And what of the actual austere God-like figure behind The Truman Show? It's not Weir's best film - that will always be Picnic at Hanging Rock - but I'm not sure if it isn't his most fully-conceived. There are two projects here: Weir and Niccol's story of Truman escaping his prison and pursuing his own dreams rather than the one designed for him; and Weir's interpretation of how a man like Christof would handle this material. Most of what we see and hear in the film is the same as what the television show's audience sees and hear, meaning that all of the cinematography and editing choices aren't just coming from D.P. Peter Biziou and editors William Anderson and Lee Smith (the latter going to become Christopher Nolan's preferred cutter), but from there attempt to get inside the process of crafting a live improvised television show. This means, in practice, that the film is full of shots that have the warped distortion and limited iris of wide-angle shots from buttonhole cameras, which Weir and Biziou accommodated for by framing the film in 1.66:1 to give it a boxier look, though I have to think that open-matte 4:3 would be best of all (the theatrical release was in 1.85:1 and the Blu-ray is 1.78:1, both of which looking fucking terrible; at least the first two DVD releases maintain the 1.66:1 ratio, and it's the only way to see the film, to my mind).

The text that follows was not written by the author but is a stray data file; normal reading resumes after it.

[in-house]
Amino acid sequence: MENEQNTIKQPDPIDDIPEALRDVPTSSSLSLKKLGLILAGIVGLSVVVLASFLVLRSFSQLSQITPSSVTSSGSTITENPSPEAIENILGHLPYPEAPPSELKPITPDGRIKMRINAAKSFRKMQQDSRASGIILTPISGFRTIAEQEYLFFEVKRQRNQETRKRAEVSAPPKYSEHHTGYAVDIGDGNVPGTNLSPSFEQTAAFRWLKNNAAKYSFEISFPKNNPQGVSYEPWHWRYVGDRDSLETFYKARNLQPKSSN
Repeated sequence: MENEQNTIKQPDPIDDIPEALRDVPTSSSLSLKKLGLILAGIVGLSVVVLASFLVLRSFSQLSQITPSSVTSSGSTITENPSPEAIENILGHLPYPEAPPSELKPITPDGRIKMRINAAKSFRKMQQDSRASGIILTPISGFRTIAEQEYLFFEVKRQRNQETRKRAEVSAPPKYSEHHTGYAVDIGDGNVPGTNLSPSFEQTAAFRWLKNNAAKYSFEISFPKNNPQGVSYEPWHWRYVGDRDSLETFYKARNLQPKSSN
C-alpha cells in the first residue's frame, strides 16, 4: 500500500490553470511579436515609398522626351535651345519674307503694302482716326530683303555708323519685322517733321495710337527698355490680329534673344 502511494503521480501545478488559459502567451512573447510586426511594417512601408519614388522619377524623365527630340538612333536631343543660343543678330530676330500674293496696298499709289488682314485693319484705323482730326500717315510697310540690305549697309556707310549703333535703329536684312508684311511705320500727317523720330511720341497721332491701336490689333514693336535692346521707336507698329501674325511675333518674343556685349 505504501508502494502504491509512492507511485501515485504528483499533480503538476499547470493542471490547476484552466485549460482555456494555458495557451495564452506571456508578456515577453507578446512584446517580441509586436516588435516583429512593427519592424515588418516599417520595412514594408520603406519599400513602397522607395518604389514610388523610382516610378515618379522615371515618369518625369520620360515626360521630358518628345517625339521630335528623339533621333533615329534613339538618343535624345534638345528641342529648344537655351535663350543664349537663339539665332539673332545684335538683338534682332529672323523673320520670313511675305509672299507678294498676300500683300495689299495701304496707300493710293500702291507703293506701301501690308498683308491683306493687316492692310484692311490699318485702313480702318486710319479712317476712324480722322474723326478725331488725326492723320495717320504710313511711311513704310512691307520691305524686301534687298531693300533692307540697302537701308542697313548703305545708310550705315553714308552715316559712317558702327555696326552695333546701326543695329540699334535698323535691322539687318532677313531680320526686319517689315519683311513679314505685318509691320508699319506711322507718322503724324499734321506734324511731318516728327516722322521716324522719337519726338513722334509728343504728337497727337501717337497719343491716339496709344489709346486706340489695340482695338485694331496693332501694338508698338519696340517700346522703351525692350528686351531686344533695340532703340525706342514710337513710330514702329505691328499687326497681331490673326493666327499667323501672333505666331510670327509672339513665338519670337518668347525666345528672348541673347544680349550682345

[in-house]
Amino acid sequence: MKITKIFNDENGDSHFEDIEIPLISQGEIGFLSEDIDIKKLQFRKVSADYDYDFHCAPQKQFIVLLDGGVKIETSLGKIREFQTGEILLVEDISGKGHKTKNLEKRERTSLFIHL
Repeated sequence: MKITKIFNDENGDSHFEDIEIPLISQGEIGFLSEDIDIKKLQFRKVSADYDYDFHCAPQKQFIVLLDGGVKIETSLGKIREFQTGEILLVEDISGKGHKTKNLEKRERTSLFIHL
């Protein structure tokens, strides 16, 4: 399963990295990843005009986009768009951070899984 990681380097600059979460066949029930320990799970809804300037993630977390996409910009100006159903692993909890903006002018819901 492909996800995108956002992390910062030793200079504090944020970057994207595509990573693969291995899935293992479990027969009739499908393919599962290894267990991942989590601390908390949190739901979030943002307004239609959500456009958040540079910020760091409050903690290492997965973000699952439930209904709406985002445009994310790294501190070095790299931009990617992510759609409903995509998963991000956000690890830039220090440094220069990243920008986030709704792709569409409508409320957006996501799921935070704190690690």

It also means that the film's soundtrack is dominated by well-chosen stock music from the career of Philip Glass (who has a cameo), Weir's reasoning being that it was the kind of music a man like Christof would be apt to have ready at a moment's notice (Burkhard von Dallwitz's original cues have a decidedly Glassy tone, as well). It works, extremely well: outside of the first time we see dinosaurs in Jurassic Park, and John Williams is there to make sure we get how very goddamn amazing that is, there's no musical moment in any 1990s American film that gets to me more than the appearance of Glass's "Anthem - Part 2" from the Powaqqatsi soundtrack, repetitive enough to feel like it's building tension, but so unusually upbeat that it's more curiousity than fear that comes across. And it's the perfect match for the moment it accompanies, the scene when Truman begins to truly understand how artificial his world is, how everything around him seems to be choreographed by some greater mind.

So anyway, I love the thing very much. It has issues, some tiny (naming the protagonist of an allegory about free will "True Man" is some high school English shit), some larger (even in this fantasy world, thinking that a childhood fear of water was enough to keep Truman pinned to a small island town for 30 straight years is hard to swallow), but all in all, it tells its story with great conviction and flair, and I have to tip my hat to a movie that can present a story of free will in the face of a cruel god and a story about how audiences are relying on media to provide fake emotional experiences, and have both of them feel like the most important, serious part of the film. I suppose I rate it beyond its objective qualities, but I'd like to think that we all get to overrate a few films here and there, and The Truman Show matters to me too much to hold back anything.